In this article, we'll explore how to tune your guitar in a popular alternate tuning: DADGAD tuning. We will show how it differs from standard tuning, and how Sungha Jung uses it to create breathtaking music.
Using DADGAD tuning in Celtic Music
If you are familiar with Celtic music, you have most likely already heard guitarists using this alternate tuning. Fingerstyle guitarists such as Tony McManus and Stephen Wake use this tuning with their arrangements.
What makes DADGAD tuning unique
DADGAD tuning makes frequent use of drone notes or drone tones. These are notes that are continuously repeated or sustained even when they don't form part of the chord .
By using open strings and strumming simple chords, you can take advantage of these drone tones and sound them even if they are dissonant with the chord.
Other Instruments That Use Drones
The bagpipe, an instrument closely associated with music from Scotland and Ireland, contains drone pipes. These are tubes that sound the same note constantly, regardless of the melody.
You can use one of the D strings in DADGAD tuning to sound the drone notes in your arrangement, like the bagpipe. This is one way that DADGAD tuning has a Celtic sound.
How to change your guitar into DADGAD tuning
In this tuning, the strings are tuned to the following pitches, from lowest to highest: D, A, D, G, A, D.
To tune to DADGAD, the strings should be tuned to the following notes:
- String 1 (high E) tune down to D
- String 2 (B): tune down to A
- String 3 (G): Stays the same
- String 4 (D): Stays the same
- String 5 (A): Stays the same
- String 6 (low E): tune down to D
DADGAD tuning is almost, but not quite, an open tuning. Playing all of the strings on the guitar in DADGAD tuning does not produce a major or minor chord, because of the G string.
How To Get Started Learning DADGAD tuning
You can explore DADGAD tuning very quickly by learning a few chords. The first chord you can learn is the D chord, by placing a finger on the fourth string, fourth fret and on the third string, second fret.
The "All In The Same Fret" Line Chord
Perhaps the most common and useful chord is what I call the "Line chord". Sungha Jung makes good use of this simple chord shape that you can move up and down the fretboard.
The Line Chord: Three Fingers In The Same Fret
The Line Chord will produce a major chord sound with lots of drone tones created by the open strings.
It involves placing a second finger on the fundamental note, then stopping or blocking the other strings with the other fingers of the fretting hand.
Experiment by placing your fingers on different strings to create different drone effects or chords.
Limitations of DADGAD tuning
The tuning lends itself to songs which are in D Major. It is not practical to modulate away from D major in DADGAD tuning.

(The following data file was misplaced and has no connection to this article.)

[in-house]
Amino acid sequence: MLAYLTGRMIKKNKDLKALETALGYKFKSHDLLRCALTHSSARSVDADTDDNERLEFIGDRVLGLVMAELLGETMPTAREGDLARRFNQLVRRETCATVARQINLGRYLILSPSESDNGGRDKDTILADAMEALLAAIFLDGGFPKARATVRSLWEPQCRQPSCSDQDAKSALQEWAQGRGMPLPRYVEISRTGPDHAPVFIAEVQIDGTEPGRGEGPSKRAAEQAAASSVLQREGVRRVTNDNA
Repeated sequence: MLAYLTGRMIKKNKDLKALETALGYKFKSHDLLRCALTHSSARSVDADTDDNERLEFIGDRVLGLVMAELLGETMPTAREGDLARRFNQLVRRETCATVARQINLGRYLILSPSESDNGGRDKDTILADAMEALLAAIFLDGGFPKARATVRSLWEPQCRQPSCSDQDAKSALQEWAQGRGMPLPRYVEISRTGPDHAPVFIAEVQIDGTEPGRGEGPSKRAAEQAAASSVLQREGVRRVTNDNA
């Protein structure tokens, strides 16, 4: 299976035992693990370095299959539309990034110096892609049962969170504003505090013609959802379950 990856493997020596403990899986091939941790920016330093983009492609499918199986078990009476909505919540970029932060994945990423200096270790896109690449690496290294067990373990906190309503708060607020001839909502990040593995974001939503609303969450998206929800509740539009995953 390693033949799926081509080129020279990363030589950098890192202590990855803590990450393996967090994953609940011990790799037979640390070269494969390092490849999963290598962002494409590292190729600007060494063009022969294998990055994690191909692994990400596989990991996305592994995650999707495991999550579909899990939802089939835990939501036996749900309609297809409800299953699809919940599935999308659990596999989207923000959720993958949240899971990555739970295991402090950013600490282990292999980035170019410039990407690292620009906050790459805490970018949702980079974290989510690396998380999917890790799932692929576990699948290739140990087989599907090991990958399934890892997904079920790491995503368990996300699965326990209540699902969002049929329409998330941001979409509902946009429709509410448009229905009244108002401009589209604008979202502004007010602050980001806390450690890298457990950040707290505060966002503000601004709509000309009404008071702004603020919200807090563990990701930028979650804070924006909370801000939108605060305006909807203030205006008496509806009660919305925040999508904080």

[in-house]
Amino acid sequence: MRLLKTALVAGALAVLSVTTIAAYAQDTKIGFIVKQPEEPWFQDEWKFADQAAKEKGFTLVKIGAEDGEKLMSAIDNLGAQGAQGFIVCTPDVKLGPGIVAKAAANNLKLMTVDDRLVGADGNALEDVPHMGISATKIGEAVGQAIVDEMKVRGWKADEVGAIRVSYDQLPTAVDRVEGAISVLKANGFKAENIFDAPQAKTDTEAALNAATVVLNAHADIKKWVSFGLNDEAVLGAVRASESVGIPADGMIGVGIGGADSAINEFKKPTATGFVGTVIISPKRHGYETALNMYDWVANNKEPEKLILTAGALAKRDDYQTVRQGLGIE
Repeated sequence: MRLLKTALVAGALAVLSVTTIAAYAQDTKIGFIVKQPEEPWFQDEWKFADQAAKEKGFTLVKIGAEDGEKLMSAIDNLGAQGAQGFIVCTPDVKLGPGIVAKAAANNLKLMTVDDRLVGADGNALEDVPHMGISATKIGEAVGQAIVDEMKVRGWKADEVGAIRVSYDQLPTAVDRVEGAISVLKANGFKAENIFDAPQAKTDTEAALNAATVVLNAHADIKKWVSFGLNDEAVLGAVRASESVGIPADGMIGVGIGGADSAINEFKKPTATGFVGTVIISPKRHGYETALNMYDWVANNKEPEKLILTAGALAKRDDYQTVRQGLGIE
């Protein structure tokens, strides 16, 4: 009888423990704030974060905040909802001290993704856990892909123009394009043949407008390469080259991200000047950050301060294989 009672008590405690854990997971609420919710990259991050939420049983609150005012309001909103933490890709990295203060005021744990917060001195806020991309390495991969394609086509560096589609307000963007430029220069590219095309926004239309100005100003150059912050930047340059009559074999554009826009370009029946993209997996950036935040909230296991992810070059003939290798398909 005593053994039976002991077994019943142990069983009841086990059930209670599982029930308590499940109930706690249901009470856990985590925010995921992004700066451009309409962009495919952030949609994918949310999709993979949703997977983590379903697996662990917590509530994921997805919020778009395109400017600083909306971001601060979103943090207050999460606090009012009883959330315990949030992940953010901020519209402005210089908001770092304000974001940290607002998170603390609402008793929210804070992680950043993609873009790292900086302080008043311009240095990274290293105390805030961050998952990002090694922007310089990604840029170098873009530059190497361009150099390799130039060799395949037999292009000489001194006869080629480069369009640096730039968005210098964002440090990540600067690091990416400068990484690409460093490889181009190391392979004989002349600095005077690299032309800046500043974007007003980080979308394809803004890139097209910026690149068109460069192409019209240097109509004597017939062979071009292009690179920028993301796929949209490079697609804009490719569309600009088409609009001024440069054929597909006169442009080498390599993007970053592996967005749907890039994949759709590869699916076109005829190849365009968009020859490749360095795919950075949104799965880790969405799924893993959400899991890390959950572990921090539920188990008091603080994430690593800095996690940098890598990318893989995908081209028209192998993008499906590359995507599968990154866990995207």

To change keys you will have to use a guitar capo. This means that your chord shapes will become more cramped, owing to the smaller distance between the frets.
The Absurdly Complicated G Major Chord in DADGAD
If you want to play the G major chord, without any dissonance or drone tones, it's not a very nice chord in DADGAD. Check out the stretch that you need to make in order to play a pure G Major chord:
If you insist on playing a major chord that is not the tonic "D" chord in DADGAD, be aware that most other three note chords have awkward fingerings like this.
Again, the point of DADGAD tuning is to take advantage of the drone notes caused by open strings. The dissonances caused by the closely spaced intervals between your fretted note and the open string is a feature, not a bug.
How to Tune to DADGAD Tuning By Ear
The method to tune DADGAD tuning by ear involves changing to Drop D tuning, then tuning the higher strings to other open strings on the guitar.
Tuning to Drop D
Start by lowering the sixth string from E to D. This is called going into Drop D. If you are tuning by ear, use the method of listening for the beats.
Tune down the sixth string and listen as you simultaneously pluck the fourth string. This should produce beats which will slow down and disappear as the string note approaches and reaches the note D.
The Fifth, Fourth and Third Strings
There is no change for the A, D, and G strings.
Tuning the First and Second Strings
We will now tune the first string, the smallest string. Now that you have successfully dropped the sixth string from E to D, it’s time to do the same with the first string: it also needs to drop from E to D.
Drop "E" to "D"
Play the sixth and fourth strings simultaneously as you loosen or "drop" the first string, in order to precisely tune all three strings to the same note “d”.
Now Drop "B" to "A"
Finally we must tune the B string down to "A". Again, loosening the strings the whole time, drop the B string down to A while playing the fifth string and listening for the beats.
The beats should slow down and finally disappear when the second string is precisely tuned to ‘a’.
Examples of songs in DADGAD tuning
Songs that you can learn by Sungha Jung in DADGAD tuning include “Sprint” and "The Milky Way".